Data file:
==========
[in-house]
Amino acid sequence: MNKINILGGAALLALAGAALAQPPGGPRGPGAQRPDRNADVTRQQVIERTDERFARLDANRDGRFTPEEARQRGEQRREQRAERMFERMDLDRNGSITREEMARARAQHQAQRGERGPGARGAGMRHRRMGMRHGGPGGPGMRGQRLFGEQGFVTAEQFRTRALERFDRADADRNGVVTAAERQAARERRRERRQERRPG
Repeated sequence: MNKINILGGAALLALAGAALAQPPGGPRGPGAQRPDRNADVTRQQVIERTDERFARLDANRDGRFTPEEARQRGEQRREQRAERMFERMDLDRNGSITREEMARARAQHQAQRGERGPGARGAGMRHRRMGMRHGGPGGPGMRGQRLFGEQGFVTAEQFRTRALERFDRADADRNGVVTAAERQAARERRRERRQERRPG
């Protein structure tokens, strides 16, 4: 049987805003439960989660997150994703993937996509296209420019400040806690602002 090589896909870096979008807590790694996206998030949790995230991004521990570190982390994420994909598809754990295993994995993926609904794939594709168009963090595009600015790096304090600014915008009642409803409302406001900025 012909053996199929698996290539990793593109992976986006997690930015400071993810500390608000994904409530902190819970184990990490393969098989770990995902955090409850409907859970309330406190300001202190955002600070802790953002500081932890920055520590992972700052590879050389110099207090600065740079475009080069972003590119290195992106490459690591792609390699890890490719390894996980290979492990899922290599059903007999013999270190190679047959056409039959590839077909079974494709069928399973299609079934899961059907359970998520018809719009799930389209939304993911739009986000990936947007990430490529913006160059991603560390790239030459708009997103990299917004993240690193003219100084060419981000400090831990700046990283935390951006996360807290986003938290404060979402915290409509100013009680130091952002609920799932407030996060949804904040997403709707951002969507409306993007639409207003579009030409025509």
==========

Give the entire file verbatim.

[in-house]
Amino acid sequence: MNKINILGGAALLALAGAALAQPPGGPRGPGAQRPDRNADVTRQQVIERTDERFARLDANRDGRFTPEEARQRGEQRREQRAERMFERMDLDRNGSITREEMARARAQHQAQRGERGPGARGAGMRHRRMGMRHGGPGGPGMRGQRLFGEQGFVTAEQFRTRALERFDRADADRNGVVTAAERQAARERRRERRQERRPG
Repeated sequence: MNKINILGGAALLALAGAALAQPPGGPRGPGAQRPDRNADVTRQQVIERTDERFARLDANRDGRFTPEEARQRGEQRREQRAERMFERMDLDRNGSITREEMARARAQHQAQRGERGPGARGAGMRHRRMGMRHGGPGGPGMRGQRLFGEQGFVTAEQFRTRALERFDRADADRNGVVTAAERQAARERRRERRQERRPG
């Protein structure tokens, strides 16, 4: 049987805003439960989660997150994703993937996509296209420019400040806690602002 090589896909870096979008807590790694996206998030949790995230991004521990570190982390994420994909598809754990295993994995993926609904794939594709168009963090595009600015790096304090600014915008009642409803409302406001900025 012909053996199929698996290539990793593109992976986006997690930015400071993810500390608000994904409530902190819970184990990490393969098989770990995902955090409850409907859970309330406190300001202190955002600070802790953002500081932890920055520590992972700052590879050389110099207090600065740079475009080069972003590119290195992106490459690591792609390699890890490719390894996980290979492990899922290599059903007999013999270190190679047959056409039959590839077909079974494709069928399973299609079934899961059907359970998520018809719009799930389209939304993911739009986000990936947007990430490529913006160059991603560390790239030459708009997103990299917004993240690193003219100084060419981000400090831990700046990283935390951006996360807290986003938290404060979402915290409509100013009680130091952002609920799932407030996060949804904040997403709707951002969507409306993007639409207003579009030409025509």